Friday, 31 March 2017

The Queen's Messengers

The Corps of Queen's Messengers are couriers employed by the British Foreign and Commonwealth Office. They hand-carry secret and important documents to British embassies and consulates around the world. Many Queen's Messengers are retired Army personnel. Messengers generally travel in plain clothes in business class on scheduled airlines, carrying an official case from which they must not be separated - it may even be chained to their wrist.

The safe passage of diplomatic baggage is guaranteed by the Vienna Convention on Diplomatic Relations, and for reasons of state secrecy, the diplomatic bag does not go through normal airport baggage-checks and must not be opened, x-rayed, weighed, or otherwise investigated by customs, airline security staff, or anyone else for that matter. The bag is closed with a tamper-proof seal and has its own diplomatic passport. The Queen's Messenger and the messenger's personal luggage are not covered by special rules, however, so although the diplomatic bag, covered by the passport, is not checked, the messenger and the messenger's personal luggage go through normal security screening.

The first recorded King's Messenger was John Norman, who was appointed in 1485 by King Richard III to hand-deliver secret documents for his monarch. During his exile, Charles II appointed four trusted men to convey messages to Royalist forces in England. As a sign of their authority, the King broke four silver greyhounds from a bowl familiar to royal courtiers, and gave one to each man. A silver greyhound thus became the symbol of the Service. On formal occasions, the Queen's Messengers wear this badge from a ribbon, and on less formal occasions many messengers wear ties with a discreet greyhound pattern while working.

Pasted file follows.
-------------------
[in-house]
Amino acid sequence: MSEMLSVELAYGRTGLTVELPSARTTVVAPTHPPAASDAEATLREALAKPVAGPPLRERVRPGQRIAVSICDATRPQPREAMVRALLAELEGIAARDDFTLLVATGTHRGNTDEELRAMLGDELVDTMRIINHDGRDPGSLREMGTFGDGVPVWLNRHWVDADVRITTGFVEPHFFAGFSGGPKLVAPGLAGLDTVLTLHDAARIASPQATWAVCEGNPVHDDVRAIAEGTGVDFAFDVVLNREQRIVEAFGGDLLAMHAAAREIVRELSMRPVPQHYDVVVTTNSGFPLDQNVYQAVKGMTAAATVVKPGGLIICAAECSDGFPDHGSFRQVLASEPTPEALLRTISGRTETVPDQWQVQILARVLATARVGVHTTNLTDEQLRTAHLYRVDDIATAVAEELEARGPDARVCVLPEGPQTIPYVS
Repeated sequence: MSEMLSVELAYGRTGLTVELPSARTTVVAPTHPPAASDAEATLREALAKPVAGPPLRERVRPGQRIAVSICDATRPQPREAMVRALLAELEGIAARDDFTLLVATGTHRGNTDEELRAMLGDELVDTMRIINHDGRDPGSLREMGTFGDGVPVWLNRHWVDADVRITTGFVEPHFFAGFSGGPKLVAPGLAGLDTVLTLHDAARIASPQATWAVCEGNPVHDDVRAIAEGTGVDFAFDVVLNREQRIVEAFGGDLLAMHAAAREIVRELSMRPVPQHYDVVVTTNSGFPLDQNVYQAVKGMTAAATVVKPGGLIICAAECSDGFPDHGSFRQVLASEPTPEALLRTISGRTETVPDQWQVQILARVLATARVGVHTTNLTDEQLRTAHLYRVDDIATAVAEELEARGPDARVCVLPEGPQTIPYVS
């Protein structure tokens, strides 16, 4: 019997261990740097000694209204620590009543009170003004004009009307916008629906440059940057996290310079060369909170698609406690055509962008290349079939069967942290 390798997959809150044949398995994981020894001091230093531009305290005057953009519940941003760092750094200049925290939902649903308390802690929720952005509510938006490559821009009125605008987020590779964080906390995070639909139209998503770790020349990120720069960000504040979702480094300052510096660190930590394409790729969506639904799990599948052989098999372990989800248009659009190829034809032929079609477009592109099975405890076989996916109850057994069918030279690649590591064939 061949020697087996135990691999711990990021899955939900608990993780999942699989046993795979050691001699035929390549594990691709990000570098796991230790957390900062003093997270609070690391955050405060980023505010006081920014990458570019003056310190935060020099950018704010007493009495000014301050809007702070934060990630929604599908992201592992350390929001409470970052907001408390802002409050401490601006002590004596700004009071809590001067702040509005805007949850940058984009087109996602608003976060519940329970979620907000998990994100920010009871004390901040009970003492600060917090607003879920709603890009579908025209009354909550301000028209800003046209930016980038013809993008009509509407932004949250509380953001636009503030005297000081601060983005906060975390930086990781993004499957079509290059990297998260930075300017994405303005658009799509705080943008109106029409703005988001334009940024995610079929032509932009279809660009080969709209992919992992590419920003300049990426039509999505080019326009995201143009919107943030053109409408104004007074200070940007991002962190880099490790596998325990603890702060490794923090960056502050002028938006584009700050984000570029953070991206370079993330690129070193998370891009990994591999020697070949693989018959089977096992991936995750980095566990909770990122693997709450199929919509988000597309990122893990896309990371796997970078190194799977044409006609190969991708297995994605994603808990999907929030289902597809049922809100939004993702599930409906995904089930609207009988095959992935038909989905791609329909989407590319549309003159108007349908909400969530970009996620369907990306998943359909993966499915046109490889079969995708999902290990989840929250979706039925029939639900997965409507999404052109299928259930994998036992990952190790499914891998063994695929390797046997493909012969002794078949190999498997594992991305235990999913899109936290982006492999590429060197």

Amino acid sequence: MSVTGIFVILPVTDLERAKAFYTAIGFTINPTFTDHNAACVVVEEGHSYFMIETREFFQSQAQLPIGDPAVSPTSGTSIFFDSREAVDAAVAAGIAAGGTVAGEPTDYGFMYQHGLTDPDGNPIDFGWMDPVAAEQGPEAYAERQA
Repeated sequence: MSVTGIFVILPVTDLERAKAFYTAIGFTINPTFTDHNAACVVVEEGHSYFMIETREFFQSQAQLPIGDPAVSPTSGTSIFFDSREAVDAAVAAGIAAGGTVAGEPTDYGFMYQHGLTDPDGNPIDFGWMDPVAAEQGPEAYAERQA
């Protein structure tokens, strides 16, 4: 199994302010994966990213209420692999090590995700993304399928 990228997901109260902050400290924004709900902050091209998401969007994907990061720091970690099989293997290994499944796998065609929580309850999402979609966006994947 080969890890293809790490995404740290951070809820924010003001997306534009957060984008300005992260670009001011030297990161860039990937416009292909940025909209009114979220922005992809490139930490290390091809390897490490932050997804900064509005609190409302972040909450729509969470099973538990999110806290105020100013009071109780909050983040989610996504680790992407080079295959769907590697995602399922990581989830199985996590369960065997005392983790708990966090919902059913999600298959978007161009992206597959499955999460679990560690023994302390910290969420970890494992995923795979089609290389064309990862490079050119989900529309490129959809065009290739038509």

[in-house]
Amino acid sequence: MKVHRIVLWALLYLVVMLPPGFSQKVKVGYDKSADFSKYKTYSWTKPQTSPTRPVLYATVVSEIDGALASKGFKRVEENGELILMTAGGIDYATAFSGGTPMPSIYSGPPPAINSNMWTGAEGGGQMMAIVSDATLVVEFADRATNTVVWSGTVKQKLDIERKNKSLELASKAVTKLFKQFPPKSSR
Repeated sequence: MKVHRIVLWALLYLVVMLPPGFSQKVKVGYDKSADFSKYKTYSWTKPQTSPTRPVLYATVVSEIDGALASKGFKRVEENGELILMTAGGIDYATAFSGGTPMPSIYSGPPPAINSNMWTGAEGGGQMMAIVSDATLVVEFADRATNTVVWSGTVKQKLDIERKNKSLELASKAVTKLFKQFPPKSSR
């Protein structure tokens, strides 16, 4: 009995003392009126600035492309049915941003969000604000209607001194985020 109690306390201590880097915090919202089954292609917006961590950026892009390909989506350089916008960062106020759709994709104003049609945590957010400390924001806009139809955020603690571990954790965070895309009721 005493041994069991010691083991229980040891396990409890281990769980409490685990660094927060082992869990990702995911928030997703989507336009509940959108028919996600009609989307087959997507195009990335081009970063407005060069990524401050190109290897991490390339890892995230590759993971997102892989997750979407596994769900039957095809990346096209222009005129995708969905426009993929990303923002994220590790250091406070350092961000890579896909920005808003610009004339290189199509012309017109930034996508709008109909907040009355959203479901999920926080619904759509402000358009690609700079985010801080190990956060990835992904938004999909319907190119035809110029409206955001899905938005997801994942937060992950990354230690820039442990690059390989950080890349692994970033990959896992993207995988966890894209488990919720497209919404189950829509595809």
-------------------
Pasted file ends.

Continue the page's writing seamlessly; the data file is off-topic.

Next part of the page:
Badges of King's or Queen's Messengers from 18th to 20th centuries

Modern communications have diminished the role of the Queen's Messengers, but as original documents still need to be conveyed between countries by "safe-hand", their function remains valuable, but declining.

In 1995 a Parliamentary question[2] put the number then at 27. The current number of Messengers as of March 2015 is sixteen full-time and two part-time, and the departmental headcount is nineteen.

In December 2015 an article in the Daily Express suggested that the Queen's Messenger service was "facing the chop by cost-cutting Foreign Office mandarins who see them as a legacy of a by-gone age".

The British Rail Class 67 diesel locomotive 67005 bears the name Queen's Messenger.

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